Biggest Money Stresses

Nov 22, 2013 by

the american dreamLearnVest financial planning services and Chase Blueprint™ recently published a study titled “The American Dream 2.0: How Americans Define Success and Making It in the U.S. Today.” (Tangent: Pursuing the conventional American Dream clearly isn’t working out too well, in my view, for the pursuers or for the nation and planet. Check out The Center for a New American Dream for a better idea.) The study is based on a survey of 1,223 Americans—846 women and 377 men. Ages ranged from 25 to 54.

American Dream Survey Highlights

A few tidbits from the study that I found especially interesting:

  • Nearly 40% of respondents reported that the recession had “hindered their ability to get ahead”
  • 35% said the recession had lessened their confidence in achieving the American Dream
  • 1 in 7 absorbed a significant pay cut during the recession, and 1 in 8 lost a job
  • 31% of respondents said their parents had been better off than they are now
  • 56% agreed with the statement “I feel like I don’t have enough time to work and take care of my family”
  • 10% agreed with the statement “a woman’s place is in the home” (!!)
  • 35% of respondents say that they check their work email on weekends; 26% check on vacation, and nearly 25% checks again at bedtime!

What Money Issue Stresses Americans the Most?

This infographic, prepared by CreditCards.com from the survey data, illustrates respondents’ answers to the question: which money issue stresses you out the most?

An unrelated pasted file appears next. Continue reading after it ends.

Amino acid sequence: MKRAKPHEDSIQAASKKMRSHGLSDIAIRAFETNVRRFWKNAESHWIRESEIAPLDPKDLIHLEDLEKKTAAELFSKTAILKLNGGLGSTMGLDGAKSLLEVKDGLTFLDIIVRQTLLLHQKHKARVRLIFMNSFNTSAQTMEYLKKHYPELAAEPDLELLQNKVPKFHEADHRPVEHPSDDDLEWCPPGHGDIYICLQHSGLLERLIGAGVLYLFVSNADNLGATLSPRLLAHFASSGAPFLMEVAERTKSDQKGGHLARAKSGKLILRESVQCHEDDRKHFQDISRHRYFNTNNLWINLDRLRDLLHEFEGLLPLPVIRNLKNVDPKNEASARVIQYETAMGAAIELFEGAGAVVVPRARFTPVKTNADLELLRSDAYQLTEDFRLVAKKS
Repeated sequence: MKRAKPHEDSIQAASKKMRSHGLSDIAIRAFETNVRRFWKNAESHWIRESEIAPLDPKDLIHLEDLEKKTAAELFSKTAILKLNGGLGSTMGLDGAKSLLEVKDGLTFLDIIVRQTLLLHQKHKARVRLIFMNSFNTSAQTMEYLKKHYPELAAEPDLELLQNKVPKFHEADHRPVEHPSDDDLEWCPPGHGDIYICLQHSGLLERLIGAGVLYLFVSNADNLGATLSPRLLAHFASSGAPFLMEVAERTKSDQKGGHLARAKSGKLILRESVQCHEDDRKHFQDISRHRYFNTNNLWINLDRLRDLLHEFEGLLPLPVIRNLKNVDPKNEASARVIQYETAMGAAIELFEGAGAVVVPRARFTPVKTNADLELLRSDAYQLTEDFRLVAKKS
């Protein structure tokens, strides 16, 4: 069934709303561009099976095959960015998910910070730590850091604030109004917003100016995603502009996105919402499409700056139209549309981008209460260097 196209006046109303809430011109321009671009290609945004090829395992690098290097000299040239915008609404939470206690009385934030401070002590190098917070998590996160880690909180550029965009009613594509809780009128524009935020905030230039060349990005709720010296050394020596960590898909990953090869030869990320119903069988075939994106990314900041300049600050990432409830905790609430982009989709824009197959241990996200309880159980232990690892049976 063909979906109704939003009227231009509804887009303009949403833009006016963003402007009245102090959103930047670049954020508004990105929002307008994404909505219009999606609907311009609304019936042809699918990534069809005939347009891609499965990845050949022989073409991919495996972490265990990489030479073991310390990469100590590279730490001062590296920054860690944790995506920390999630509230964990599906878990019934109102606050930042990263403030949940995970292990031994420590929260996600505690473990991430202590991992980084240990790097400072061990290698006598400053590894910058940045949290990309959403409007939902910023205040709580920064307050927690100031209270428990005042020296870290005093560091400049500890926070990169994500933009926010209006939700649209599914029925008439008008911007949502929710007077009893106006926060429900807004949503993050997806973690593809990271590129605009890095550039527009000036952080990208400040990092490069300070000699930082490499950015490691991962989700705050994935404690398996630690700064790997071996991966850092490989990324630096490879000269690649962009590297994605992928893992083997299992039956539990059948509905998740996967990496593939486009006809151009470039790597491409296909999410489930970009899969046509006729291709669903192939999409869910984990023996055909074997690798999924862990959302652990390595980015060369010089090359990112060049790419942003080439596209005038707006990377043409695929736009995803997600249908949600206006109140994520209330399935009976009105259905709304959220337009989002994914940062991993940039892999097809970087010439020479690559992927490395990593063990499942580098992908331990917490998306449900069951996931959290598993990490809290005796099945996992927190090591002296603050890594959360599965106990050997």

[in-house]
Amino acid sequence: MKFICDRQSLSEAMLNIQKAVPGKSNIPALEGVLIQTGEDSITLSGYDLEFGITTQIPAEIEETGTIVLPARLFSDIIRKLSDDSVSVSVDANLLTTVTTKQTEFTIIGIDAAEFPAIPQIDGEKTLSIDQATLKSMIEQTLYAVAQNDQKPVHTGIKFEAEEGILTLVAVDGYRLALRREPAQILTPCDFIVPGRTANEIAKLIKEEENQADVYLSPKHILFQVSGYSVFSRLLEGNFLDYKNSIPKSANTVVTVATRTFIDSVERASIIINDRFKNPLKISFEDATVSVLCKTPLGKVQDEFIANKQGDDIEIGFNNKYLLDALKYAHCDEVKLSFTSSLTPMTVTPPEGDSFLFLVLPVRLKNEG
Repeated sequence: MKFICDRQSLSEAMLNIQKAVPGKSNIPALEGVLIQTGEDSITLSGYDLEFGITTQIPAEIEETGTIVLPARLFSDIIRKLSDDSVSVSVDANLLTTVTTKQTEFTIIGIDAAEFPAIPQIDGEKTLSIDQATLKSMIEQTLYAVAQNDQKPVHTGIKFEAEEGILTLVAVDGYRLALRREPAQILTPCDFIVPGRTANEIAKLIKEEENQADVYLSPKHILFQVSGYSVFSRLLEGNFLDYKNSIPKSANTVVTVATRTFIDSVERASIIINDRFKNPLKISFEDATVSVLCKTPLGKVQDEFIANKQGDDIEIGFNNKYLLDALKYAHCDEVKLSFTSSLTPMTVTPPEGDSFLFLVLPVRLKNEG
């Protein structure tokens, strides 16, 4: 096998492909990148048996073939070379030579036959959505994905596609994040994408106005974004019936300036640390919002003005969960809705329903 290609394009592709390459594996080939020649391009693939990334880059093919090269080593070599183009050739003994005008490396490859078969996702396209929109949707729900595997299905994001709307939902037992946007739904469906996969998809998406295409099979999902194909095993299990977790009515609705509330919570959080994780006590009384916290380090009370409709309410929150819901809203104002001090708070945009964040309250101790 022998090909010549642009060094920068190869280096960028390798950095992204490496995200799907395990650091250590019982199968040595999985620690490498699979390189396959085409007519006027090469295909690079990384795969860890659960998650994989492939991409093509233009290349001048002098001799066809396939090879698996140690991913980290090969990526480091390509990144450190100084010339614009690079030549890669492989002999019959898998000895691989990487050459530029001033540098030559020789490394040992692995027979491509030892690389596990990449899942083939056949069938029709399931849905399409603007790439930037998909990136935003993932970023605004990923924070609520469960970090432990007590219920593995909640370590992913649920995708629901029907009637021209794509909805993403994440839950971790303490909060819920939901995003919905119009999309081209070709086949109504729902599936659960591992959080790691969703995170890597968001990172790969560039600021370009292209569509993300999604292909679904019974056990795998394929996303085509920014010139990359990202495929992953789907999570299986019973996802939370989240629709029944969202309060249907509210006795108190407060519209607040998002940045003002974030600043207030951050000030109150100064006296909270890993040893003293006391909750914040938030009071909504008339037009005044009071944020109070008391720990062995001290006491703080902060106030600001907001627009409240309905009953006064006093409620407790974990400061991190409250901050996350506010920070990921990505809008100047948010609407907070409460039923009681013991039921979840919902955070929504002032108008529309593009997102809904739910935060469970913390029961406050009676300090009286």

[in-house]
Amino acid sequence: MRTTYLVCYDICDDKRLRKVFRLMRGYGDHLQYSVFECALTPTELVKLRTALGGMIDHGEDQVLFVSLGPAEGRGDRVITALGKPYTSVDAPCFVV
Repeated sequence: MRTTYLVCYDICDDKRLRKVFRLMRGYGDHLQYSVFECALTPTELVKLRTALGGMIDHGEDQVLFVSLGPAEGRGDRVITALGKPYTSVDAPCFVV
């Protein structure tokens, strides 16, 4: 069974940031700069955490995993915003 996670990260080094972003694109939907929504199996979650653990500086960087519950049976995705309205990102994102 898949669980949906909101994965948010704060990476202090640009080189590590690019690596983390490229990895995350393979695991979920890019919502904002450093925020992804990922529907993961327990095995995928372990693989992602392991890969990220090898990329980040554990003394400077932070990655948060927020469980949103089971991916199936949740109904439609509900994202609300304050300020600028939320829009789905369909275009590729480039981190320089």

CreditCards.com infographic: Most stressful money issues
 

In a sort of bass ackwards way I find these results encouraging. How poorly Americans are preparing financially for retirement has been well documented. That many apparently at least recognize the challenge is the first step toward progress.

I don’t see my biggest source of money stress on the list. I worry that my strategy for investing our IRA money might blow up in my face. I wouldn’t mind if no one but me knew about the explosion, but Ms. Money Counselor would surely notice the shockwave. Also, since we have a lot of money in cash because I’m wary of stocks, I’m frustrated that saver interest rates have been so low for so long and show little sign of rising soon. Just as tapering appeared imminent, America’s esteemed national political leaders shot the economy in the foot once again. Since the probability of sanity taking over in D.C appears to be zero, the Fed may feel compelled indefinitely to offset the Democrats’ and Republicans’ singular focus on scoring political points at the expense of working Americans.

What’s Your Biggest Money Stressor?

Of the sources of money stress listed in the infographic, which is most stressful for you? Or, like me, is your #1 something else entirely? C’mon, spill.

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